A urinary tract infection (UTI) is a bacterial infection that occurs anywhere along the urinary tract. The parts of the urinary tract are:
Certain individuals are more prone to UTIs than others. For example, the anatomy of women makes them more susceptible to UTIs because their urethra is shorter and closer to the anus. But as a group, the population most likely to experience UTIs is the elderly. Elderly people are more vulnerable to UTIs for many reasons, not the least of which is their overall susceptibility to all infections due to the suppressed immune system that comes with age and certain age-related conditions.
According to a recent issue of Nursing magazine, individuals usually tend to empty the bladder completely upon urination, which helps to keep bacteria from accumulating within the bladder. But elderly men and women experience a weakening of the muscles of the bladder, which leads to more urine being retained in the bladder, poor bladder emptying and incontinence, which can lead to UTIs. In elderly men, an enlarged prostate can also lead to obstructed urinary flow and urine stagnation, while in women, bladder prolapse due to weakness of supporting structures can have the same effect. In either sex, no matter the cause, stagnant urine becomes a breeding ground for the growth and colonization of the bacteria that cause UTIs.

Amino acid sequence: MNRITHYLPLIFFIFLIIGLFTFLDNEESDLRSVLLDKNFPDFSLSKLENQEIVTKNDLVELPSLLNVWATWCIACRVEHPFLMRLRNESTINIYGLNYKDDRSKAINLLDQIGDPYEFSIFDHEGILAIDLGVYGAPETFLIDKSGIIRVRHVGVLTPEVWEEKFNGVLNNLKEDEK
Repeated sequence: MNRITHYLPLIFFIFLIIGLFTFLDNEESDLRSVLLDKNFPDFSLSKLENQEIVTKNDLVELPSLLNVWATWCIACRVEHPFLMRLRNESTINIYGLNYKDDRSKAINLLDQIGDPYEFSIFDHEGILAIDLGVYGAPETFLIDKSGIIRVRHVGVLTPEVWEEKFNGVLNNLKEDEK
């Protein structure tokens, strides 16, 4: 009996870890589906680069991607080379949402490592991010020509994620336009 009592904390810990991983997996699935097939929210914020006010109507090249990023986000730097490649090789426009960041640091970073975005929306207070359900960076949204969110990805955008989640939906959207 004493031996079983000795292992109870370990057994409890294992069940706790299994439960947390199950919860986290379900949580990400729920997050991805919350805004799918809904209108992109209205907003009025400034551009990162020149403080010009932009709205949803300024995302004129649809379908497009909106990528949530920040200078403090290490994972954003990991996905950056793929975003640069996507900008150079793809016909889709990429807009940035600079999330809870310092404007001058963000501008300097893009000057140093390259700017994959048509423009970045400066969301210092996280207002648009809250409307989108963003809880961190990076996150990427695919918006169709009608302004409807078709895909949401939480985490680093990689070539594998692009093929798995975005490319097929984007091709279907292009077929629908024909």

Interestingly enough, the elderly with a UTI are often misdiagnosed with senior dementia or Alzheimer's disease, because a UTI can mimic symptoms of such conditions. Also, according to Nursing magazine between 30% and 40% of elderly patients with serious infection don't exhibit the hallmark sign of fever due to the inability of the immune system to mount a response to infection due to the effects of aging. As the bacteria in the urine spread to the bloodstream and cross the blood-brain barrier, confusion and other cognitive difficulties can be the result. Sudden onset of these symptoms should lead one to investigate possible UTI. An elderly person who is experiencing signs of mental difficulties should also be closely monitored for other signs of a UTI such as:
The most common treatment for a UTI in the elderly, once properly diagnosed, is antibiotics. UTIs are usually caused by gram-negative organisms, so broad-spectrum antibiotics are usually given. If the UTI is caused by catheterization, minimize the use of the catheter, and/or be sure it is removed and replaced more often. If your parent has to have an in-dwelling catheter, be sure you discuss with the physician and the nursing staff what the schedule for changing the catheter is and that it is followed carefully. Some catheters have a special design that minimizes the introduction of bacteria when it is passed. Be sure to investigate these if catheterization will be an ongoing requirement.
Prevention of UTIs
The best way to treat UTIs in the elderly, or anyone for that matter, is to try to prevent their occurrence. UTIs can be prevented or their recurrence minimized by: